Blog

04
dec

Editorial: A Clock Still Ticking

It was too long coming and it burdens European carriers with carbon taxes while their rivals get a reprieve, but the European Commission’s decision to suspend the European Union Emissions Trading Scheme (EU ETS) for a year is without question a welcome move (see article, page 54, December 2012 ATW).

After so much political grandstanding, EU Commissioner for Climate Action Connie Hedegaard made the right decision to “stop the clock,” as she put it, and give ICAO the necessary time and space to reach a global solution on aviation emissions taxation without the negative, divisive distraction of EU ETS.

To be clear, the EC overreached with ETS, unilaterally imposing fees on non-EU airlines in such a way whose timing and international validity was at best questionable. The sovereignty issues this raised and the inevitable threats of trade wars and retaliatory actions it prompted have been harmful to an industry that is vital to the global economy.

The Commission also took far too long to offer a compromise; its prolonged stubbornness on this issue makes it almost as guilty as ICAO in preventing, rather than promoting, aviation environmental responsibility.

But it must also be pointed out that ICAO is not blameless. Its bureaucratic, treacle-slow approach to establishing a global carbon fee system has made it look out of touch with the times and inevitably raised the frustration levels of European lawmakers. From that perspective, ETS became a people-pleaser and revenue-earner. European politicians looked good to their constituents as they stood up against “polluters” such as the airline industry in general and China and the US in particular. Given Europe’s dire economic circumstances, ETS was a rare golden opportunity and a political no-brainer.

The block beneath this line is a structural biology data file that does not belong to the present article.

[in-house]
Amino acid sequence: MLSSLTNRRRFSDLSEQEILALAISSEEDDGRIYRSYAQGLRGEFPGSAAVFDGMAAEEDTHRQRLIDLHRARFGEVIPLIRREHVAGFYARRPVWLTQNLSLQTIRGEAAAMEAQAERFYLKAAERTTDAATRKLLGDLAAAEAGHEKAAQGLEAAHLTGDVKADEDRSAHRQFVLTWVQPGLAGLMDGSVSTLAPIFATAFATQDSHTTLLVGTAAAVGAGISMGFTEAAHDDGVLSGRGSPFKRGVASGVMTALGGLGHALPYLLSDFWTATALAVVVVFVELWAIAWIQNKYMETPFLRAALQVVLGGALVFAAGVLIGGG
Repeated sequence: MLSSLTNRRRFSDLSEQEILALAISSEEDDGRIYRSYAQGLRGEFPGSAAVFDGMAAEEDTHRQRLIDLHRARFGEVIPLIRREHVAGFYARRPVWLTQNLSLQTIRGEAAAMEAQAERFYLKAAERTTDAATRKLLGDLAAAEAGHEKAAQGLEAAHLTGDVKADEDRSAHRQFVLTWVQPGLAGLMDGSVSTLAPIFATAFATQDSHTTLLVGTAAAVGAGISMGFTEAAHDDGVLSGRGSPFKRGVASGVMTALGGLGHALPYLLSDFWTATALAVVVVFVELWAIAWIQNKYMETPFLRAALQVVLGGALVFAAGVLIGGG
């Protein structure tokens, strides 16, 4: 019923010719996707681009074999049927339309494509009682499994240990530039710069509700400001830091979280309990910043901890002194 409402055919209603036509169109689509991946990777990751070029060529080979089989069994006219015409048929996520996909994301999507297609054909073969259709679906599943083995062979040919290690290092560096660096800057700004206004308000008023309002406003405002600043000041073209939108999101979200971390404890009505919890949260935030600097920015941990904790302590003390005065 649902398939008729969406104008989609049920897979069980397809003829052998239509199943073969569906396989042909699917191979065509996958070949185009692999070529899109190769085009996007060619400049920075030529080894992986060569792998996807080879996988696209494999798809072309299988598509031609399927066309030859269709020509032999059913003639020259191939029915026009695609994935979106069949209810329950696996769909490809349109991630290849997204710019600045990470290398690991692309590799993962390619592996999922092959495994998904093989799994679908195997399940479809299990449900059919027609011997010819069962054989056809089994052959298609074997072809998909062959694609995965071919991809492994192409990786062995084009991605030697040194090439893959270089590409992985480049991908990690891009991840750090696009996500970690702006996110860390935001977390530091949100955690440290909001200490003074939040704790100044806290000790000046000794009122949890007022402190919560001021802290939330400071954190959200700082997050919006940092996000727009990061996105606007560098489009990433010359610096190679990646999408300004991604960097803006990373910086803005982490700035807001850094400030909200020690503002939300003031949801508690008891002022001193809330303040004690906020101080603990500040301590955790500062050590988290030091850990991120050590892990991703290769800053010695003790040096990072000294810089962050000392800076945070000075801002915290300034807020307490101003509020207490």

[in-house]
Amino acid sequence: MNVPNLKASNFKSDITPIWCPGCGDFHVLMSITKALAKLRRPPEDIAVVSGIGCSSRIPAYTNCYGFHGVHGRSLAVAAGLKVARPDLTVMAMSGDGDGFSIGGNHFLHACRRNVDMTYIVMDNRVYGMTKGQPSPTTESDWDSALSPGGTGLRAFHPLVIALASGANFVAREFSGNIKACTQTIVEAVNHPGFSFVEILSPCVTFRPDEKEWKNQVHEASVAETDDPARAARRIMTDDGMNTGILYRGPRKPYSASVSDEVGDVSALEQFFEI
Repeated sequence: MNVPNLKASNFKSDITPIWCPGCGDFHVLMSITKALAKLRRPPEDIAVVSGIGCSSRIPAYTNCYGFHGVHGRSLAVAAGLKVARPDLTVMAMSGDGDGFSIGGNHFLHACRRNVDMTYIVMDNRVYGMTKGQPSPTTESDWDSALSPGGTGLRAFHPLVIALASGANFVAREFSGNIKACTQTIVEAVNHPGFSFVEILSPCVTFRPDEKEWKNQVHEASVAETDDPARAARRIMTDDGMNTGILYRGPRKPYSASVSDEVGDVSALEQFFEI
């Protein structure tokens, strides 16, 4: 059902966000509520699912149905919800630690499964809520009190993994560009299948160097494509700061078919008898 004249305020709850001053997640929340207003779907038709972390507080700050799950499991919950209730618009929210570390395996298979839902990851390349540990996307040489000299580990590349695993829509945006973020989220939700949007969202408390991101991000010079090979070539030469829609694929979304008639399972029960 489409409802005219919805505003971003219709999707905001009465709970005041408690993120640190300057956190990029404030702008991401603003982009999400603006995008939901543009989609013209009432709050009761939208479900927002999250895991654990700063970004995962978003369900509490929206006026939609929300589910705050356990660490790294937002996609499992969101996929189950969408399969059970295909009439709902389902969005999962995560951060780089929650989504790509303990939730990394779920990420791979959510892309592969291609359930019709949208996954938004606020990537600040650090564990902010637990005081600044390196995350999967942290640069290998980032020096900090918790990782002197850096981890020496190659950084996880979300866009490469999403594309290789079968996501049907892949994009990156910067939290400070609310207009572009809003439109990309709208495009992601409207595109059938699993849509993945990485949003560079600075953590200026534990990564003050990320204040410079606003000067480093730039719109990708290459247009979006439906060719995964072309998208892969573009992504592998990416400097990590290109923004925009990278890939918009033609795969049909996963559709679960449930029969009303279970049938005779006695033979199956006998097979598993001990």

So the first thing ICAO must now do is demonstrate, quickly and decisively, that it is up to task it has been given and which the rest of the world says is its rightful responsibility. The negotiations ahead will still be difficult; they will require diplomatic deftness. Most critically, they will require strong leadership by ICAO and swiftness of purpose.

Nor are the airlines and the trade associations that represent them off the hook. IATA, AAPA, ERA as well as those nation states that have been championing an ICAO solution must now follow through. The associations have done a good job of keeping this topic at the forefront, spelling out the flaws of ETS, and speaking with one voice. In this next stage, they had better be prepared to ensure the full support and consensus of their member airlines, and to demonstrate that they are, indeed, ready to pay to be good, green citizens of this Earth, providing the solution is fair and global.

Hedegaard says the clock has stopped. But no one should doubt that she means it when she also says it restarts automatically and from where it left off if ICAO action is not forthcoming.

In that respect, the clock is still ticking and Hedegaard’s message is clear: Show us you mean it, or else.
ATW, December 1, 2012